Learning names, showing concern for individual progress, giving outside assistance to students either separately or in groupsthese are some of the practices already mentioned which will help to build rapport and a positive relationship with your students. During the actual class period, you should be conscious of your eye contact with each person in the room. It is tempting to focus on the most expressive faces, and right-handed speakers have been shown to favor the right side of the room; so be careful to spread your attention throughout the room, and to make eye contact with each student. Other nonverbal encouragement involves body language and physical proximity. Move around the room and use whatever gestures you feel natural to you as you communicate with your students. This will make the presentation even more lively and animated.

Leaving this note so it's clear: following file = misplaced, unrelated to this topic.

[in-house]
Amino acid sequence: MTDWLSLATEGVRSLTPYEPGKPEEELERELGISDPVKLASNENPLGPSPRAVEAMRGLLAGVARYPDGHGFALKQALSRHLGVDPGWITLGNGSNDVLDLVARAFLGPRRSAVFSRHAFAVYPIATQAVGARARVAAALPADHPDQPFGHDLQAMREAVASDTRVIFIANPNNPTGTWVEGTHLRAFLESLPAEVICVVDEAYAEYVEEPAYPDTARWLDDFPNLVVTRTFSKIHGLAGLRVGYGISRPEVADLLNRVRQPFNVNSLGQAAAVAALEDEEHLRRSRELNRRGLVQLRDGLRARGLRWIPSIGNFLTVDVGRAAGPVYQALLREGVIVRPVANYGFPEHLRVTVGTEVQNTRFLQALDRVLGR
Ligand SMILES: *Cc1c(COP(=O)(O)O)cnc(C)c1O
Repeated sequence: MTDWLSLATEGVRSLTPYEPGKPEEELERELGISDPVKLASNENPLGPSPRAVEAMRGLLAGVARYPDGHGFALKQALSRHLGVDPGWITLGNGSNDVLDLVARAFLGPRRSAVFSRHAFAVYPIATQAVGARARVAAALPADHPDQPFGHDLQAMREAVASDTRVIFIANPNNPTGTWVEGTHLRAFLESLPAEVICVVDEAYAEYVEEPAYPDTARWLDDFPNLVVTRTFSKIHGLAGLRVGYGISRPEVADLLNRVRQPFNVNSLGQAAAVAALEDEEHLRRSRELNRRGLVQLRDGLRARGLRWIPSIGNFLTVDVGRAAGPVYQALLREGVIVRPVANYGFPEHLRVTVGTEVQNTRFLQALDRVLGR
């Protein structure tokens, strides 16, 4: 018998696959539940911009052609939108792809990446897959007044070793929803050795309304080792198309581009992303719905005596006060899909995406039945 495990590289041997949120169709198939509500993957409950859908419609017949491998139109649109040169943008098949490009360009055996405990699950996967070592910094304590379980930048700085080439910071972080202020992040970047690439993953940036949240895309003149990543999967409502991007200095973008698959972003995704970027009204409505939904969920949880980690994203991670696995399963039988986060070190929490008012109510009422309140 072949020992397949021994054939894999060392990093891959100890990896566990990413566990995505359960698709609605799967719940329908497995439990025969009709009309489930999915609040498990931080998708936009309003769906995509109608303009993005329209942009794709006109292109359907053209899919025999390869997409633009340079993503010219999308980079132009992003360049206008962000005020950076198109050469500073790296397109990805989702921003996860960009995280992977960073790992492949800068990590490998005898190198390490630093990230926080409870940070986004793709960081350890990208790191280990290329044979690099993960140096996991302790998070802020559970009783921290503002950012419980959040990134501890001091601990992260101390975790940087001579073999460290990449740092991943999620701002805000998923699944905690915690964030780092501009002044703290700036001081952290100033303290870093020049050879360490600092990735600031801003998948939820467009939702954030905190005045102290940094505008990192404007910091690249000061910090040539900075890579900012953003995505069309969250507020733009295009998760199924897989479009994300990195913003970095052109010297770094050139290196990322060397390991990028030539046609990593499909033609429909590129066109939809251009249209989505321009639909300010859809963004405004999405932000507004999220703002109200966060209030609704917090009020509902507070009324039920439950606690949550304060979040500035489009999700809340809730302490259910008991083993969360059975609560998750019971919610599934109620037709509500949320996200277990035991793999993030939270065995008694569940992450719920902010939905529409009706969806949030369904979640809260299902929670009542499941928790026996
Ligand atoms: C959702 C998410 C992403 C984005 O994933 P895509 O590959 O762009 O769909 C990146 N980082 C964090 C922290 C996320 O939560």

Mutual respect requires sensitive interaction. Never embarrass a student for a wrong answer, a foolish question, or an inappropriate comment or opinion. With practice, you can learn to rephrase the thought and redirect the discussion without damaging the self-esteem of the student. Usually the class will follow the instructor's lead in treating each other with courtesy and kindness. Expect this same consideration if you make a content or computational error while you are teaching, or if you are asked a question about the subject matter and you do not know the answer. Handle the situation in a low-key, confident manner. Correct the mistake when you discover it, or promise to answer the question at the next class meeting. Your credibility will not be diminished; instead you will seem more human to your students.